Dan Pascu, P. Kenneth Seidelmann, William A. tree, Douglas G. Currie
Calypso (or Saturn XIV) is the seventeenth and one of the smaller of the 62 known moons of the planet Saturn, as well as one of two Trojan moons of Tethys.
- 3.1 size
- 3.2 Internal structure
- 3.3 Surface
Discovery and designation
Calypso was Kenneth Seidelmann, William discovered on the basis of ground-based telescopic observations on August 13, 1980 by the astronomer Dan Pascu, P. A. Tree and Douglas G. Currie; the moon first received the provisional designation S/1980 S 25 In the following months, Calypso received other designations S/1980 S 29 S/1980 S 30 S/1980 S 32, and S/1981 S 2, but all of which turned out to be the same object.
In 1983, she was officially named after Calypso, a nymph in Greek mythology, the seven years held the hero Odysseus on her island Ogygia. Odysseus was at the command of Zeus, transmitted by the messenger god Hermes, released. Ungern obeying, they supplied him with tools to build a raft, and later also with travel fare. Calypso is to be a daughter of the Titan Atlas.
The name in translation means mutatis mutandis, "hidden" " hiders ". Calypso is sometimes referred to as Tethys C.
Calypso orbits Saturn on a prograde, nearly perfectly circular orbit at an average distance of 294,619 kilometers (about 4,888 Saturn radii ) from the center (or the center of gravity ), or about 234,351 km on whose cloud tops. The orbital eccentricity is 0.0005, the orbit is inclined 1.56 ° relative to the equator of Saturn, that is nearly in the equatorial plane of the planet. Due to the very low eccentricity, the web varies in distance to Saturn at about 295 km.
The orbits of the next inner moon Enceladus is removed an average of about 56,671 km from the orbit of Calypso, the distances of the orbits of the moons Dione and their next outer Trojan moons Helene and Polydeuces are on average about 82,777 km.
Calypso orbits Saturn in 1 day, 21 hours, 18 minutes and 26.1 seconds. This is about 2 hours and 50.9 minutes longer than the orbital period of Jupiter's moon Io. Calypso required for one revolution about 12 hours, and 25.3 minutes longer than the inner adjacent Enceladus.
The Orbit of Calypso lies deep in the magnetosphere of Saturn, so that the plasma co-rotates with the planet that meets the following hemisphere. It is thus also hit by energetic particles (electrons and ions).
The orbit of Calypso is co-orbital with the orbits of the much larger, dominant Tethys and the slightly larger Telesto. These so-called Tethys Trojan moons, Telesto and Calypso, run in Tethys ' Lagrange points L4 and L5, respectively at an angular distance of 60 ° in front and behind the moon, on the same orbit around the planet ( 1:1 orbital resonance ). Calypso runs it through the following Lagrangian point L5, and therefore brings up the rear of the shared orbit. Telesto leads them in the leading Lagrange point L4, 60 ° behind follows Tethys, another 60 ° behind it finally follows Calypso.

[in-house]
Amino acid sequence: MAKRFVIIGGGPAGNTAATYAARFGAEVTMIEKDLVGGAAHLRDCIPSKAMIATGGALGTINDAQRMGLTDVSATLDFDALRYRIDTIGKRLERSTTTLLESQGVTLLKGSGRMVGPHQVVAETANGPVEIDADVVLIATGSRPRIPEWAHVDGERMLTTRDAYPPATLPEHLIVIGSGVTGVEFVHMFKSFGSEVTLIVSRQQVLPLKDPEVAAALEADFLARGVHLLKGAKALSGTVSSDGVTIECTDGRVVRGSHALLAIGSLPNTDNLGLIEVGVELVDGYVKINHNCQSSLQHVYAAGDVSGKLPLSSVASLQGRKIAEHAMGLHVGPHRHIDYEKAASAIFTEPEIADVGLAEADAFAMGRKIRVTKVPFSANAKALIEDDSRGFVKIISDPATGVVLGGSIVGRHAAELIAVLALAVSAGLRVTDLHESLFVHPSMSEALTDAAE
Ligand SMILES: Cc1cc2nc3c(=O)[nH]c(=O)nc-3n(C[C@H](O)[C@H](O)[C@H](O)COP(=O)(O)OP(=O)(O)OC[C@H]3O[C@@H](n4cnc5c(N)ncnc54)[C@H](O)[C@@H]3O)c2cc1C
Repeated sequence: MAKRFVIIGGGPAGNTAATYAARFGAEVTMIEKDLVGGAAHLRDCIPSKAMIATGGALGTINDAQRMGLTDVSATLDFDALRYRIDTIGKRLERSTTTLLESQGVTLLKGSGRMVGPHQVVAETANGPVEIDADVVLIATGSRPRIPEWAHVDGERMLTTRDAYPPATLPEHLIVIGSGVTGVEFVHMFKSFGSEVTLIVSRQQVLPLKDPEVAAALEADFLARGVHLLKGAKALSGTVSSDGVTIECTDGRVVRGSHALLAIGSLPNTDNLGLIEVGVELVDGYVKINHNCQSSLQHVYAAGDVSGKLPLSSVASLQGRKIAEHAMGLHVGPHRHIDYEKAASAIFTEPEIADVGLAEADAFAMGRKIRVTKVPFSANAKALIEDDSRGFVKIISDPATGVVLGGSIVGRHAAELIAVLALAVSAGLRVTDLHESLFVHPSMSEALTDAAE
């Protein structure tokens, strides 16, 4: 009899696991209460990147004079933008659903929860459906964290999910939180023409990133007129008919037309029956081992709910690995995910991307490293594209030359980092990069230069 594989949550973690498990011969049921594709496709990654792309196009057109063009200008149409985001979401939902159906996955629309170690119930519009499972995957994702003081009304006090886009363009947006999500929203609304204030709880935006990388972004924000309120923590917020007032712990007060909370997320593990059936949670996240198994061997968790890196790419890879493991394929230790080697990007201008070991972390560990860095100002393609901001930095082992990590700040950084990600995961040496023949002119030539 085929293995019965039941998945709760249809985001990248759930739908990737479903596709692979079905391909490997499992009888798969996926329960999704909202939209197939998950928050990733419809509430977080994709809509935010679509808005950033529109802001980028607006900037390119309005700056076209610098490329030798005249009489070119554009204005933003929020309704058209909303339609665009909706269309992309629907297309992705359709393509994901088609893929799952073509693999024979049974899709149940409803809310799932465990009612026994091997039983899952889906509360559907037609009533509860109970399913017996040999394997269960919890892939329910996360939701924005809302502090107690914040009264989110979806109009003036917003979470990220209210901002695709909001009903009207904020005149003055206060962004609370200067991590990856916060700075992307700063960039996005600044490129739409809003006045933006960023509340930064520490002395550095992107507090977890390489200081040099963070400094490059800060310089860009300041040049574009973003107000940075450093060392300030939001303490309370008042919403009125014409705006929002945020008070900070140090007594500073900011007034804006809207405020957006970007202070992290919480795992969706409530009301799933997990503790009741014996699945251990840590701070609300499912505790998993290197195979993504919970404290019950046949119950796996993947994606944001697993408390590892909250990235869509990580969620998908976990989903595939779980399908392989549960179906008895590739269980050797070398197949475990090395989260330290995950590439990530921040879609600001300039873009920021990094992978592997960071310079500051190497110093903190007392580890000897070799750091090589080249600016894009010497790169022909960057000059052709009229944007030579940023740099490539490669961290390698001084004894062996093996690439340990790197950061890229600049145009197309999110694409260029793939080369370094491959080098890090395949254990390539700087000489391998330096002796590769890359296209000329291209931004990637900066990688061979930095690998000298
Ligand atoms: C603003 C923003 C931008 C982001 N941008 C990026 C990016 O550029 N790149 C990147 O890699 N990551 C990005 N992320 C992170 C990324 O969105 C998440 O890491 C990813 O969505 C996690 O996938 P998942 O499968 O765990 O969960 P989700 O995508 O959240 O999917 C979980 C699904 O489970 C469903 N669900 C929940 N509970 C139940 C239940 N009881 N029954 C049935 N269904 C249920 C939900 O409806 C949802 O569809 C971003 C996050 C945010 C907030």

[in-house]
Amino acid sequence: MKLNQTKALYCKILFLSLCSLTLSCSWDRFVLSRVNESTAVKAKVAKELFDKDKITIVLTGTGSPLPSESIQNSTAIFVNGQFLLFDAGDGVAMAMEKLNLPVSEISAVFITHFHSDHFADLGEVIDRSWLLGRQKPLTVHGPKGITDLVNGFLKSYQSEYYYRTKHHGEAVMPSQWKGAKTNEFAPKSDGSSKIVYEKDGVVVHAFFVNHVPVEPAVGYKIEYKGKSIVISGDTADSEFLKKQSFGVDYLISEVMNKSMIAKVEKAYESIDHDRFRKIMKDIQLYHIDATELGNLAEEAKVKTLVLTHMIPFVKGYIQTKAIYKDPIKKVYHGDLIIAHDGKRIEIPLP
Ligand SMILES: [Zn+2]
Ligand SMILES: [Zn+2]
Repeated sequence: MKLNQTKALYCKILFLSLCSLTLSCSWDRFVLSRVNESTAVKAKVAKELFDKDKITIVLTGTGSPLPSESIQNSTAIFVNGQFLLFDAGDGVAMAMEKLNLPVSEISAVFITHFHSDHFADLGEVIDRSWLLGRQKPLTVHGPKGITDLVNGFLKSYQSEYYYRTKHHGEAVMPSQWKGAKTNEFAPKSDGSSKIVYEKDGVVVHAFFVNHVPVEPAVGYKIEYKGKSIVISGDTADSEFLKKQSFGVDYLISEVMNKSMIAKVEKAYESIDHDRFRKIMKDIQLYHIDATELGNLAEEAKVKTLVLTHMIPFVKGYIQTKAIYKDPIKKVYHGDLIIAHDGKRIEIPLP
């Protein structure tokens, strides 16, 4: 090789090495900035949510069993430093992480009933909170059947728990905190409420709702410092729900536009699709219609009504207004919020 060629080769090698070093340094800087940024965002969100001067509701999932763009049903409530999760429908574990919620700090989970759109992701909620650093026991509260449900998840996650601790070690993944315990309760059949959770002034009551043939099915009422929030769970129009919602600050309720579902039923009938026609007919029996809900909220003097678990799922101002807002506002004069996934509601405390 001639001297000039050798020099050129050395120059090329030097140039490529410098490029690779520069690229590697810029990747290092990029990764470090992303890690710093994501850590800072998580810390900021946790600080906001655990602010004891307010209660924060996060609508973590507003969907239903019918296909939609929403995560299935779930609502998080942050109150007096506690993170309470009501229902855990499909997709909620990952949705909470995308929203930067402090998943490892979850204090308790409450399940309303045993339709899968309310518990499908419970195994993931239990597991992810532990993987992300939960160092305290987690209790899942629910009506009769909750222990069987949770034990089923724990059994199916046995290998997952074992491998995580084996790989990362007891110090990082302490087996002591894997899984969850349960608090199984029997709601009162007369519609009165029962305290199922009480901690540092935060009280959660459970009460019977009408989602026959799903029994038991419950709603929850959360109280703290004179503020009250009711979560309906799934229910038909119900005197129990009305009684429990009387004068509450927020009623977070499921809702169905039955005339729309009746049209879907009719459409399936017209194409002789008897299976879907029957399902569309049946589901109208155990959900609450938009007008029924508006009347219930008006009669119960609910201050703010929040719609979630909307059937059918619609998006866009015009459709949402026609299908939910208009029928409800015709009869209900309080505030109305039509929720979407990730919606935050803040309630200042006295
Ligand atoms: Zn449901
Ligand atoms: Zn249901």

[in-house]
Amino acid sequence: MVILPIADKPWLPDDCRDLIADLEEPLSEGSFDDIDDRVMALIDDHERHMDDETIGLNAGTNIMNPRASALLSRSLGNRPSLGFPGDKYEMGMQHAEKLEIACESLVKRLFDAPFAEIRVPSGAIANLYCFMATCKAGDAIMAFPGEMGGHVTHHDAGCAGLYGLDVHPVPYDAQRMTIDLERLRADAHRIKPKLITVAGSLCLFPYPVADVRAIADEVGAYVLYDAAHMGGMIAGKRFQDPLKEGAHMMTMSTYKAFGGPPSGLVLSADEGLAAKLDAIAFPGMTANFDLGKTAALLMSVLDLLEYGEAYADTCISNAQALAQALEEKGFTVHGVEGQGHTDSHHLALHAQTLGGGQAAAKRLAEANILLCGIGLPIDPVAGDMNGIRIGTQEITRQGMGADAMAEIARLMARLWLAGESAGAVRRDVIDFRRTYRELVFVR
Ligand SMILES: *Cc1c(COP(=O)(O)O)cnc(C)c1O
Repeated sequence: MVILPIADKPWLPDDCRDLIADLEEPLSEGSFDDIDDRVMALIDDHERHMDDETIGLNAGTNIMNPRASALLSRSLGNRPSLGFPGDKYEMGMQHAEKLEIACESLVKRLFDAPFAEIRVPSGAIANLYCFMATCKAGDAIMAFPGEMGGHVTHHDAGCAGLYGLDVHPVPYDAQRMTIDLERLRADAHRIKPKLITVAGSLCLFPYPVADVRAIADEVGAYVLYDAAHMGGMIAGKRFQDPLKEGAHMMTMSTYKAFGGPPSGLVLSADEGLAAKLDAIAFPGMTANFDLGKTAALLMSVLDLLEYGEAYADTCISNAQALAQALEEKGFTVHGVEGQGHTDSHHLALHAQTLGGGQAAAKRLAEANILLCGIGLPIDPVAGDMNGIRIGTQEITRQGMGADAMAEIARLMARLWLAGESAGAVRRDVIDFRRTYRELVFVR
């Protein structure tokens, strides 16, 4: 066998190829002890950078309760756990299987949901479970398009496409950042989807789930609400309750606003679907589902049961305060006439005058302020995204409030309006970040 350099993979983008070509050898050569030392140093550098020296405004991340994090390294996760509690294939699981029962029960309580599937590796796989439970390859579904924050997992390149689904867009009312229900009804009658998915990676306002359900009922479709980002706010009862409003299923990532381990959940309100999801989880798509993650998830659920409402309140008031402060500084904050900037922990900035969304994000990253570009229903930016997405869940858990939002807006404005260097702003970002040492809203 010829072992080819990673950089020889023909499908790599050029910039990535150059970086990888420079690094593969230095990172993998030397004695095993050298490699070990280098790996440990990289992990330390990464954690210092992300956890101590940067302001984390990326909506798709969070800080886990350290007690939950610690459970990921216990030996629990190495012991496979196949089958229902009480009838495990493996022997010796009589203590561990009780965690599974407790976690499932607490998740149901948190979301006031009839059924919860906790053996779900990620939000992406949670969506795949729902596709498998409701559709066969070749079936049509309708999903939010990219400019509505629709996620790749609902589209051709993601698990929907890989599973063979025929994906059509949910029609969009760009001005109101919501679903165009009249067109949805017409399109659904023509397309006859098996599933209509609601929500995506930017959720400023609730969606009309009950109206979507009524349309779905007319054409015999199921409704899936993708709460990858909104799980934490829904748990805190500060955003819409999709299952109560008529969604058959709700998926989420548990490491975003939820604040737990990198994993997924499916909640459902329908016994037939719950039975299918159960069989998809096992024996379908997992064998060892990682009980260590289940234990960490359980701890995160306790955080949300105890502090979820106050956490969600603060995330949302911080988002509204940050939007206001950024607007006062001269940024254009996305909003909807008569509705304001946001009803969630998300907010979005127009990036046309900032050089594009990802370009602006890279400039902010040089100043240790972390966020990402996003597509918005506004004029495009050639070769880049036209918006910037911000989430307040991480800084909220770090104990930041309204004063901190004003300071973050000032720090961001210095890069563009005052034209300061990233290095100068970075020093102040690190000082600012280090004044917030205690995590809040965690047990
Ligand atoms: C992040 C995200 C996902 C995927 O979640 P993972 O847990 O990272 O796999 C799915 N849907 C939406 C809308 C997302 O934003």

Tethys and its two Trojan moons orbit Saturn within the E ring, so that the surfaces of the moons are in a constant bombardment by micrometeorites.
The rotation period is equal to the orbital period and Calypso has with how the Earth's moon and all the major satellites of the gas giant, in a synchronous rotation, which thus also takes place within 1 day 21 hours, 18 minutes and 26.1 seconds, so always shows with the same hemisphere to Saturn. The axis of rotation is inclined 0 ° to the orbit, so is therefore precisely perpendicular to the plane of rotation.
Calypso is irregularly shaped, with a mean diameter of 21.4 km. The exact dimensions are 30.2 × 23.0 × 14.0 km, which gives the moon the shape of a triaxial ellipsoid. The longitudinal axis is aligned with Saturn, the central axis is between leading and following hemisphere and the shortest axis between the poles. Calypso is the nine- tenth-largest moon of Saturn.
From the size Calypso is to be compared approximately with the larger Martian moon Phobos.
The total area of 1439 km ² Telesto is about, this is about the middle of the faces of the Swiss cantons of Lucerne and Aargau.
The density is 0.5 g/cm3 with very low, which suggests that Calypso is composed mainly of water ice. The low density indicates that it may be one of the so-called Rubble Piles, which, due to the relatively weak gravitational inside cavities.
The Trabant has a very bright surface with an albedo of 0.70, ie, 70 % of the incident sunlight is reflected. Clearly visible are several impact craters from meteorites. Generally, however, the surface is very smooth and has few traces of older craters, indicating a thick layer of fine-grained ice - regolith, possibly resulting from the continuous bombardment by the particles of the E- ring.
From the Earth as seen from Saturn companion with an apparent brightness of 18.7 m ( 1:15900000 of the central planet is ), a light faint object.
Calypso was attended by current four spacecraft, notably by the flyby probes Voyager 1 on 12 November 1980 and Voyager 2 on August 25, 1981, Cassini -Huygens, the orbiting Saturn since July 1, 2004. The last flyby by Cassini took place on 13 February 2010, when the probe Calypso happened at a distance of 23,000 km.